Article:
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Christine Borland and Brody Condon – Circles of Focus

CCA, Glasgow, April 4th-May 17th

Donating body parts after death has long been a staple of the scientific world. Yet, despite occasional conceptual appropriations of blood and guts, art hasn't attracted a similarly civic-minded set of card-carrying citizens. Christine Borland and Brody Condon's 'Circles of Focus' project may go some way to change that, as the pair show off the fruits of their long-term researches in the shape of pit-fired ceramic sculptures, performance documentation and legal paperwork which will also function as a proposal to potential body donors who the artists have worked with over the past two years.

“The work with clay began after spending time with a local experimental archaeologist in Orkney focused on the reconstruction of Neolithic pots, and later with similar jar coffin experts in Korea,” explains Condon, whose previous collaboration with Borland, 'Daughters of Decayed Tradesmen', was seen at the 2013 Edinburgh Art Festival. “We were intrigued that, over many thousands of years, similar clay shapes and forms evolved across the globe. The contemporary recreation process of these vessels, based on excavated fragments, combined with current digital construction methods, has determined the development of our sculptures.”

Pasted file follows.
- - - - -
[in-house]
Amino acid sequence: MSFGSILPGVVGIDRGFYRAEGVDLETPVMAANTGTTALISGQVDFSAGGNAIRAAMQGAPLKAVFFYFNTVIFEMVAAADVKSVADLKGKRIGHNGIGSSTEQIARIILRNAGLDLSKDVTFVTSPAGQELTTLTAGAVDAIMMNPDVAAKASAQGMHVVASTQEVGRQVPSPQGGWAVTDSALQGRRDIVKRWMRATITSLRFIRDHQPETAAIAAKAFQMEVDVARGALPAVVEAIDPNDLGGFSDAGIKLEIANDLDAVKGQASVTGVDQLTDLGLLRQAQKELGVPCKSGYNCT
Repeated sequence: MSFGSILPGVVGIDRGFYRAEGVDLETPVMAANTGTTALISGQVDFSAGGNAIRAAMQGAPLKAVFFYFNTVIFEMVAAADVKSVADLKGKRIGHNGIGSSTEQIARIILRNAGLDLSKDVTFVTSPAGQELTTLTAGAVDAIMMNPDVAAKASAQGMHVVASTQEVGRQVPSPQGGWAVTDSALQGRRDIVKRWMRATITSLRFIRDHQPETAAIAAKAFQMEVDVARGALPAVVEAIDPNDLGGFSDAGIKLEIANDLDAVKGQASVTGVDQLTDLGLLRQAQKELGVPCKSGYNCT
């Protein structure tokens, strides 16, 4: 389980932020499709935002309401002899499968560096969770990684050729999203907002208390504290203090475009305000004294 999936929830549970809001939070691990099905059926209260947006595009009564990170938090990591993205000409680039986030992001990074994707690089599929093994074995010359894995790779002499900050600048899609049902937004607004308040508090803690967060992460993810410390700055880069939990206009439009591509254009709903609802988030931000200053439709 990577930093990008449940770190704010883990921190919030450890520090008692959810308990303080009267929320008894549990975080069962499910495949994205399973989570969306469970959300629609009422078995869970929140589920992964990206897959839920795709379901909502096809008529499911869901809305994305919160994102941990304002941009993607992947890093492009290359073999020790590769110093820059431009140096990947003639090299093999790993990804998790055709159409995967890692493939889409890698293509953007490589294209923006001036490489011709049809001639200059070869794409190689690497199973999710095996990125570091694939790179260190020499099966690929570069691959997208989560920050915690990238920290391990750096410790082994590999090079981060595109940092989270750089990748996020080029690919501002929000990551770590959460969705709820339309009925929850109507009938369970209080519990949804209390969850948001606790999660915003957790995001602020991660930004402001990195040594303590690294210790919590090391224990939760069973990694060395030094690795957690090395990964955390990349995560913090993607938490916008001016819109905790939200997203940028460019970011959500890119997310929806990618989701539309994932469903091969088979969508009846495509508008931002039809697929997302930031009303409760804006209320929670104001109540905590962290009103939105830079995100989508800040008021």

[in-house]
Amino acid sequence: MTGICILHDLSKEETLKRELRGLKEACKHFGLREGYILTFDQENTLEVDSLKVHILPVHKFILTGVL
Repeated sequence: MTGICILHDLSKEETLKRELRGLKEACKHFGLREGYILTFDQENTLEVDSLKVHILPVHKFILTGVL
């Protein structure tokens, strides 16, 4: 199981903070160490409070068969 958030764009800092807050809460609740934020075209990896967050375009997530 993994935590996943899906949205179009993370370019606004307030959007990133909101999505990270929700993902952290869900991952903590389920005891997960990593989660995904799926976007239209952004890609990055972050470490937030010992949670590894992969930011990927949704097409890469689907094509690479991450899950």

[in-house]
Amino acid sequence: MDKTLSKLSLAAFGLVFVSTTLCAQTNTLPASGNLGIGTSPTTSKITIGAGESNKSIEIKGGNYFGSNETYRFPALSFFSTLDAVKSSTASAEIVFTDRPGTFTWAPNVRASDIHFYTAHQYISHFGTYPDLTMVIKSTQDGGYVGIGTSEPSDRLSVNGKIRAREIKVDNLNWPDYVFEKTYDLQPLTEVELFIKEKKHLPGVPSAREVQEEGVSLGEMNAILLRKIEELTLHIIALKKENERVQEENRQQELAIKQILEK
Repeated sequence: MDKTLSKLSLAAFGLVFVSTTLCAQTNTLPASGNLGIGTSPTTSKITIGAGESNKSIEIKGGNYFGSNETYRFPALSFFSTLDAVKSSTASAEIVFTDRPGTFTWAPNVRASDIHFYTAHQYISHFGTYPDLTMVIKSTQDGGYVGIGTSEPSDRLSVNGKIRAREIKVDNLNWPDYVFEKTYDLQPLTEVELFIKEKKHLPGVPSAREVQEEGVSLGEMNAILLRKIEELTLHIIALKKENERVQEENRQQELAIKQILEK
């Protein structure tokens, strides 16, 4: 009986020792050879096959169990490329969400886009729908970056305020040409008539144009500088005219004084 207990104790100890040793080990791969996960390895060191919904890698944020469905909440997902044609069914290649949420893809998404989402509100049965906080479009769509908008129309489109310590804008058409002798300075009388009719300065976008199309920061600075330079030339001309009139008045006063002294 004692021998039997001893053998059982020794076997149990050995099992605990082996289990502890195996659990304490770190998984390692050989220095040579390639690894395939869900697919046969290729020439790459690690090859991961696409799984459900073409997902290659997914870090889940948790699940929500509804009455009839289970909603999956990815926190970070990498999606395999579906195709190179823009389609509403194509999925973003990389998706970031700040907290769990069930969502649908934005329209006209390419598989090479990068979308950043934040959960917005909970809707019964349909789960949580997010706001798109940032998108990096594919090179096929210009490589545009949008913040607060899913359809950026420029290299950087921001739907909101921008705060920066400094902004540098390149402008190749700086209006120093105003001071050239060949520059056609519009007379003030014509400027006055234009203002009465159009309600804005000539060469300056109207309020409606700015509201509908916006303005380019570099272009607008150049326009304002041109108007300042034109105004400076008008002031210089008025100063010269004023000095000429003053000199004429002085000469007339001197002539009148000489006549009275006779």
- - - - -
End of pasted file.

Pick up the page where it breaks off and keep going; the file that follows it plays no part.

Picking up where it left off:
This weekend ahead of the CCA opening, Borland and Condon will host an open firing at Cove Park, while during the exhibition itself, informal 'rehearsals' will document the abstract traces transferred from the sculptures to the skin of carefully positioned surrogate living bodies. This will see Borland and Condon make an aesthetic proposal for the physical remains of the donors.

“We immediately noticed, and were intrigued by, the unexpected indentations on the surface of the donor bodies,” says Borland, “these geometric shapes were in sharp contrast to the most organic of materials, the human body. The shapes had been created by the hypostatic process that occurs when blood stops flowing and moves to the lowest gravitational point, leaving an indelible impression of whatever surface the body was resting on at the time.”
 
The List, March 2015

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